Employee retention is a priority. Troup said one of the things he is most proud of is their focus on employee benefits and programs. They have doubled the amount paid for tuition reimbursement, and have a clinical ladder program which incentivizes staff to achieve higher certifications, do research, and get involved with different committees. Starting in 2019 they will offer paid parental leave for staff. And they instituted automatic enrollment for their 401(k) program driving up participation well over 90 percent - an incremental cost to the health system but a long term benefit to the employee.
"If you are an individual who wants to advance your career, this is the place to be," Troup said. "We also give employees eight hours to go work in the community. Again, that aligns with our values."
Shared governance is another way to engage employees and improve performance.
Conway Regional has seven functional councils under shared governance that review issues such as patient safety and satisfaction.
"Front line staff from different parts of the hospital serve on these councils to help us address the issues," Troup said. "They can raise concerns and advocate for things that are going to make the hospital better. We have a servant leadership philosophy. We are there to serve the community, people and our staff. The better we can serve them, the better off we are going to be."
Accountable Clinical Management
There is also a strong emphasis on Accountable Clinical Management (ACM), an initiative started in 2016 that is a model of shared governance to promote meaningful engagement of physician leaders in partnership with hospital administrative leadership.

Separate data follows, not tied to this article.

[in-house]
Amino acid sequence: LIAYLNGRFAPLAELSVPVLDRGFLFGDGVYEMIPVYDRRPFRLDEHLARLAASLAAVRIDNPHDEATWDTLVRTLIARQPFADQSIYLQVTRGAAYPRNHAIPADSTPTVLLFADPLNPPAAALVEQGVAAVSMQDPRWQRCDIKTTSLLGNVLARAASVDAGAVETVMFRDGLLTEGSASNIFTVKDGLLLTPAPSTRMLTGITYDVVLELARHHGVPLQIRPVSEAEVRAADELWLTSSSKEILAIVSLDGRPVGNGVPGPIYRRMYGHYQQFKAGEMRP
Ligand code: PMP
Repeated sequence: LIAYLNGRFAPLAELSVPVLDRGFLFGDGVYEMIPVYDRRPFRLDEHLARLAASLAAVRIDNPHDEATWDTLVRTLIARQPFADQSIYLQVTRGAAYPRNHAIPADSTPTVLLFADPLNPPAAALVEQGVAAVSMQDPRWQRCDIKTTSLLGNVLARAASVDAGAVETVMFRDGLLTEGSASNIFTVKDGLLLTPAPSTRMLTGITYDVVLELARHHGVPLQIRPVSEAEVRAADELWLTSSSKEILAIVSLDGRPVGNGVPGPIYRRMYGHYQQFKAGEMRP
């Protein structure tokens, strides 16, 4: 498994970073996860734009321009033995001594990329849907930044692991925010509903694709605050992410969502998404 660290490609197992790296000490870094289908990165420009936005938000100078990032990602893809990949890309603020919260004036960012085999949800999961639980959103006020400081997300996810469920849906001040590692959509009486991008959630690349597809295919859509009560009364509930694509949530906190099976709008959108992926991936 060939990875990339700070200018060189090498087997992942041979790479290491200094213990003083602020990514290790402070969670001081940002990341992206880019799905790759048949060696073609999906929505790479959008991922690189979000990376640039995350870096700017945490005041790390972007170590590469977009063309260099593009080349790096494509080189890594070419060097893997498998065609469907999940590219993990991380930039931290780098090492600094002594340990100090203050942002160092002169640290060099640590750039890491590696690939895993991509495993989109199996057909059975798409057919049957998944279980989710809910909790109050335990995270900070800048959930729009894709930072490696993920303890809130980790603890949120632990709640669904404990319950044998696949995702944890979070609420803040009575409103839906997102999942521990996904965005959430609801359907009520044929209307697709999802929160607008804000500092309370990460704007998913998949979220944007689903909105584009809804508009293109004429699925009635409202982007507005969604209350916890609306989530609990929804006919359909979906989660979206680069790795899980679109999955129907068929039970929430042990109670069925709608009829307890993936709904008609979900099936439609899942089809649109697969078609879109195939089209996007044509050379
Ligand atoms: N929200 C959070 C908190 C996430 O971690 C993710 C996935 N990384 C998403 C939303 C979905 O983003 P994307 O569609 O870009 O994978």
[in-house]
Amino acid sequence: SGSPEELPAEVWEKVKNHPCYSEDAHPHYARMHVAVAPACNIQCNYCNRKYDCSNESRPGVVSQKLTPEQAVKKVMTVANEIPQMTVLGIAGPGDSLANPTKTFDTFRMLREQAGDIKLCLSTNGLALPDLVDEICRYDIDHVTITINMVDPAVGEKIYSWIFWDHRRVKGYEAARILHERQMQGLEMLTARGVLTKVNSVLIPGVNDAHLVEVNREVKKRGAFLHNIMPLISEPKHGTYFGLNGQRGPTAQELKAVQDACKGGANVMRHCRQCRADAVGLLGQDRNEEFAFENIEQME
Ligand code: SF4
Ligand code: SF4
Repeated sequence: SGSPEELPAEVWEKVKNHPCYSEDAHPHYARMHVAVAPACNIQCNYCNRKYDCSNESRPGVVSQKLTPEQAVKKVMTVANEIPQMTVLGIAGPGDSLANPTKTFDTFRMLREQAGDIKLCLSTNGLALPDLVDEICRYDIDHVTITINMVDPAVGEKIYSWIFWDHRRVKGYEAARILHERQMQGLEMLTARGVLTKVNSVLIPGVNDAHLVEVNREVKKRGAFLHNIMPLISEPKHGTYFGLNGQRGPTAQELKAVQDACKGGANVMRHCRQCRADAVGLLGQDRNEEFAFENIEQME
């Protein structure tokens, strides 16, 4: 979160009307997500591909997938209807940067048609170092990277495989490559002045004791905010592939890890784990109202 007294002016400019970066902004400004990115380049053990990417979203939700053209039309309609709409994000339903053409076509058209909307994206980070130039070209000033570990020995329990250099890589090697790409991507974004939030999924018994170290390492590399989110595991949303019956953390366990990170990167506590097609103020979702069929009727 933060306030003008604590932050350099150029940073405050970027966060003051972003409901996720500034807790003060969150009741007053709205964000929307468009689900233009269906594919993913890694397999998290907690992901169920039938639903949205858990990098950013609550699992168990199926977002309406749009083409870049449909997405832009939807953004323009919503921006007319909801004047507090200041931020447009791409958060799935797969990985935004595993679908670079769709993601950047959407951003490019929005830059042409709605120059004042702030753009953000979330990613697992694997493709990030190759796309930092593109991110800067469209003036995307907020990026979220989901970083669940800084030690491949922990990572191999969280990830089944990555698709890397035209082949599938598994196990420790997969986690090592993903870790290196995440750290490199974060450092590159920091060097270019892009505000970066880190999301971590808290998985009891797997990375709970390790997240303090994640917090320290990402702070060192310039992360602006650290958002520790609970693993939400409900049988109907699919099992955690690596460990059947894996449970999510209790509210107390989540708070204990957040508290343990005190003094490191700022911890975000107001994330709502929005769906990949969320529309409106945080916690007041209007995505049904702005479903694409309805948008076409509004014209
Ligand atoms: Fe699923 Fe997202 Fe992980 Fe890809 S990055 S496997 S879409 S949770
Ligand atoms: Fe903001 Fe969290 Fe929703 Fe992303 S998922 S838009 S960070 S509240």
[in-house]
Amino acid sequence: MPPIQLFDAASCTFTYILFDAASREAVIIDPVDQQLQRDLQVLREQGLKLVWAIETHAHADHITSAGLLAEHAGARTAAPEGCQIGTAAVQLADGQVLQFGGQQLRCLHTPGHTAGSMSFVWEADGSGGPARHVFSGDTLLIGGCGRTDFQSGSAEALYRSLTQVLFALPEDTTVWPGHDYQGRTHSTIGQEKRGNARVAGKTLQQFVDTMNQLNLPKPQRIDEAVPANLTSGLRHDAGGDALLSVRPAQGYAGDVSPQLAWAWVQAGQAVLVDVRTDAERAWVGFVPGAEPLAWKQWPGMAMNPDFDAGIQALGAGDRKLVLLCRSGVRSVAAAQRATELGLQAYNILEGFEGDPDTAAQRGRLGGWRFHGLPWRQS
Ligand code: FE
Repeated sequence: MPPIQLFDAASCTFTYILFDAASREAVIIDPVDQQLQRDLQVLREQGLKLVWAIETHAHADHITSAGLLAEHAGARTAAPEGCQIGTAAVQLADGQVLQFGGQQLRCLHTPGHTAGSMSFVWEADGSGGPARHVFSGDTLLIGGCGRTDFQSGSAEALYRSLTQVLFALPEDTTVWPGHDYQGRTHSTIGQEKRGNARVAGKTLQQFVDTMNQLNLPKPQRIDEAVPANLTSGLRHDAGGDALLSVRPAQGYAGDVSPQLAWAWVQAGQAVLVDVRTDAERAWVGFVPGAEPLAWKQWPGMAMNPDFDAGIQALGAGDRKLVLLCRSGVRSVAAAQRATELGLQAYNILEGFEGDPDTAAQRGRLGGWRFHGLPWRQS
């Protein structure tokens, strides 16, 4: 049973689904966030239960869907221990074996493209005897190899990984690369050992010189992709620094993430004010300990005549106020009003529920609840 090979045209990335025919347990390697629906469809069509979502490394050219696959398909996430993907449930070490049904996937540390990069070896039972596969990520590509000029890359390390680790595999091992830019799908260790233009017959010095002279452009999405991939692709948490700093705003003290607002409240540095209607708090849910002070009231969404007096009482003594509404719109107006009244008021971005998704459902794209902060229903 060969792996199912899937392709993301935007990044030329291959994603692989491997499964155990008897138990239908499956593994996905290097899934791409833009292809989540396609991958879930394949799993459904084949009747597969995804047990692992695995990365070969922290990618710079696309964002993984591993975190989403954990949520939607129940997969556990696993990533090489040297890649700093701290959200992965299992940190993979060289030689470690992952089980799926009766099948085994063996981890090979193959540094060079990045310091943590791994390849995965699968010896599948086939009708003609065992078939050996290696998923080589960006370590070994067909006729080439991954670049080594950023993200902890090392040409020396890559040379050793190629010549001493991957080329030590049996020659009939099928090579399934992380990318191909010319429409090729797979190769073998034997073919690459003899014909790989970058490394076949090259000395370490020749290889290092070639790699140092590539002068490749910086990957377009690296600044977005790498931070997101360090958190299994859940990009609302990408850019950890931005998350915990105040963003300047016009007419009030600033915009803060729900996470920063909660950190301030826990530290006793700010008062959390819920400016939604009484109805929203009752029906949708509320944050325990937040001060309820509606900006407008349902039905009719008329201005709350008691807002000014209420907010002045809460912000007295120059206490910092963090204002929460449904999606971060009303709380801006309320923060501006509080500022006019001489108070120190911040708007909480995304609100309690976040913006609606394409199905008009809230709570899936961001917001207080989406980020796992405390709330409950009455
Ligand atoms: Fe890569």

"At Conway we are physician led and professionally managed," Troup said. "ACM has a financial metric to it. When we do well in the hospital, the physicians do well. It is co-management with the physicians. ACM creates alignment and buy-in. That has been immensely valuable in growing physician leaders at our hospital. It has been game changing. It gets physicians thinking as a team."
For the future, Troup said they plan to continue to diversify the services provided to increase retention of patients in a way that continues to meet community needs.
"We are going to focus on services not traditionally provided in Conway and do that in a bigger and better way than before," Troup said. "We will become more and more a regional medical center. We face a lot of issues such as patients continuing to have access to healthcare through the Affordable Care Act and Arkansas Works. That is going to be huge. We face a lot of challenges in payments. We don't get reimbursed for all services. In this state, we are in the lower third nationally in payment for the services we provide. Continuing to protect payments for Arkansas hospitals is going to be an issue."
Troup grew up in Dallas, Texas, and went to Texas A&M where he received a BA in business management. He earned a Master of Science in Healthcare Administration from Trinity University. He chose going into medical management because he wanted a career where he could do good and make a difference.
He and his wife, Melissa, have been married for 26 years and have four sons ages 11 to 21. A lot of their time is spent being engaged in their children's activities. Troup runs four to five times a week, and enjoys reading, especially books on leadership. He is a Fellow in the American College of Healthcare Executives and has a Six Sigma Green Belt.